15 CONTEXT HUMANITARIAN CRISES: TSUNAMI Population migration Women with low immunity moving into areas of high transmission or vice versa New pools of standing water Perfect breeding grounds for mosquitoes Close proximity of people with active infections and non-infected persons

16 HISTORY MALARIA PREVENTION 1950s first preventative malaria strategies with chemoprophylaxis with chloroquine 1980s became a public health issue Chloroquine resistance and poor adherence (weekly/bi-monthly administration required) led to poor effectiveness 2004 Intermittent preventative treatment (IPT) replaced chemoprophylaxis

17 INTERMITTENT PREVENTATIVE TREATMENT Administration of a single, curative dose of an effective anti-malarial drug Current recommended drug is sulfadoxine- pyrimethamine Administered at least two times during pregnancy After first trimester and first sign of quickening Doses must be at least one moth apart

18 SULFADOXINE-PYRIMETHAMINE Some instances of resistance 2005 WHO convened to review the efficacy of IPT-SP Used children <5 as a measure Found that at its lowest, efficacy dropped to 61% but still deemed effective Data is hard to extrapolate to pregnant women, and randomized controlled trials must deal with ethical issues because mortality outcomes are used as measures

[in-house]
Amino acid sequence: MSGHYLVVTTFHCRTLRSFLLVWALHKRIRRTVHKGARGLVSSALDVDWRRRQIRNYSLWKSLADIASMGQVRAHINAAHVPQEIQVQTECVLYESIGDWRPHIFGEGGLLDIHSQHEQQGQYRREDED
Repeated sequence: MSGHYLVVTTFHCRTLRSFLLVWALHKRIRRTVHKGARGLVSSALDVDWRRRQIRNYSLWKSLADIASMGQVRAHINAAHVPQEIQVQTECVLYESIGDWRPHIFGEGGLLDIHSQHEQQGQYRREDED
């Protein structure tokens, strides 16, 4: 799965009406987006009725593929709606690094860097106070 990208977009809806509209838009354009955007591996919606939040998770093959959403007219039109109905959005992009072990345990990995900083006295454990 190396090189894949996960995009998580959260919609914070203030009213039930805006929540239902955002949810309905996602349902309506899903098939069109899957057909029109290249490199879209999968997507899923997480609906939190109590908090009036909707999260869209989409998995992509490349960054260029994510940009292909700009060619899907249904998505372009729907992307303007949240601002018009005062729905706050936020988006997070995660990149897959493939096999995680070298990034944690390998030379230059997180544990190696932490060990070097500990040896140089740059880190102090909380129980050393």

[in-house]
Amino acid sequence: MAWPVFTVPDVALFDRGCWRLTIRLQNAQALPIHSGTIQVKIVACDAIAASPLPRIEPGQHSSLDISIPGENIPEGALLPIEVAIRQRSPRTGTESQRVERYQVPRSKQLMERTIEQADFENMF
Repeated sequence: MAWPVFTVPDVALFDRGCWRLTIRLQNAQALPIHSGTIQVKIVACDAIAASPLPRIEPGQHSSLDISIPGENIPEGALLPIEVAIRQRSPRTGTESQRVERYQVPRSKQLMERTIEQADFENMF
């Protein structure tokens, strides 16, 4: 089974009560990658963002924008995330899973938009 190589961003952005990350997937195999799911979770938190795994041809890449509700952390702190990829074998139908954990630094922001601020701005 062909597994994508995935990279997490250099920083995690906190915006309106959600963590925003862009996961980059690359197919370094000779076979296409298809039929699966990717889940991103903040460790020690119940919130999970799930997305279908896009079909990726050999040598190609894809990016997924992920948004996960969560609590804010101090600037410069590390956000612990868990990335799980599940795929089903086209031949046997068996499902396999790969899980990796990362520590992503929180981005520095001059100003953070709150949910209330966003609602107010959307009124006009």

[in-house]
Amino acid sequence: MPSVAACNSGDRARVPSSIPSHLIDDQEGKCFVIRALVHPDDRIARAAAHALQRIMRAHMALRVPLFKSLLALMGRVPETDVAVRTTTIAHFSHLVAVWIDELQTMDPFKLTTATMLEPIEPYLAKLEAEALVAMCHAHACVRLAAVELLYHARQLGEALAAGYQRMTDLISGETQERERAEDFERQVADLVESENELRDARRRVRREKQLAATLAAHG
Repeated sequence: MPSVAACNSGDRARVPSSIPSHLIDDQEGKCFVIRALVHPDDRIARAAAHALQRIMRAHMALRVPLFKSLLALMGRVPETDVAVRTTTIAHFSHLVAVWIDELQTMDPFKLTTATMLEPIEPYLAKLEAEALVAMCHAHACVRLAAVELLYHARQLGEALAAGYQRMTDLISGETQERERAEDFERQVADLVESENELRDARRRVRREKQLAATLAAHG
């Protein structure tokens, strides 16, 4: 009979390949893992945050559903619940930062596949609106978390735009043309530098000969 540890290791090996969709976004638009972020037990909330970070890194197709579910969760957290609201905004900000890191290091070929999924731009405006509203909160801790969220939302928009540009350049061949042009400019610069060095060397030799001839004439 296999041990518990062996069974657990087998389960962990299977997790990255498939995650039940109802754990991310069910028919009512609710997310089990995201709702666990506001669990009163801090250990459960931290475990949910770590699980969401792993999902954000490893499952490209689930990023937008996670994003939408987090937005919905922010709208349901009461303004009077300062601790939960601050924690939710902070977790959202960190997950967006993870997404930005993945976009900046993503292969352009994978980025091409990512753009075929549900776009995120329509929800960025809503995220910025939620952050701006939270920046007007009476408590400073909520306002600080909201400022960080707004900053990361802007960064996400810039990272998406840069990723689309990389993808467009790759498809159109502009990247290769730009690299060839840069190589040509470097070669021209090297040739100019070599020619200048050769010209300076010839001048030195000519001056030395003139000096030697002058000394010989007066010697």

19 TREATMENT RESTRICTIONS Pregnant women shouldn’t take Primaquine (typically used to prevent relapse of P. vivax and P. ovale) associated risk of intravascular haemolysis in the mother and fetus Tetracyclines and doxycycline excluded for adverse effects on bone growth with fetus

20 LOOKING FORWARD Further research needed surrounding sulfadoxine- pyrimethamine Optimal timing and dosage Resistance/efficacy Mefloquine: Newest alternative Long half life like sulfadoxine-pyrimethamine, but more research needed to deem safety Still expensive

21 ANTENATAL CARE RECOMMENDATIONS 4 visits recommended, with 3 after first quickening IPT should be administered at all 3 visits past first trimester to increase chance of receiving at least 2 doses IPT HIV+ mothers have recommended dosage of at least 3 because of higher likelihood of infection and parasite densities Combination with other interventions important

22 ANTENATAL CARE RECOMMENDATIONS

23 INSECTICIDE TREATED NETS Should be given to all pregnant women in areas of malaria transmission Only safe method of prevention for pregnant women during first trimester

24 CASE STUDY COTE D’IVOIRE Conducted between March and September antenatal facilities selected, with requirement of also providing HIV prevention of mother to child transmission Estimated placental malaria rate from neighboring, Ghanaian data, at 15% Goal: Evaluate coverage and effectiveness of IPT- SP since 2004 Implementation based on WHO guidelines

25 CASE STUDY COTE D’IVOIRE 2,044 women All gave birth at one of six selected clinics Blood samples taken from umbilical cord and placenta right after birth Blood sample taken from neonate 2 hours after birth

26 CASE STUDY COTE D’IVOIRE: RESULTS 83.7% of women had received at least one dose of IPT-SP 49.8% had received at least two doses no significant differences found for age, gravidity, or HIV status of the mother

27 CASE STUDY COTE D’IVOIRE: RESULTS Clear dose-effect relationship with IPT-SP and placental malaria 82% reduction in placental malaria for the women who had taken at least two doses of IPT- SP 68% reduction in placental malaria for those women who had taken one dose of IPT-SP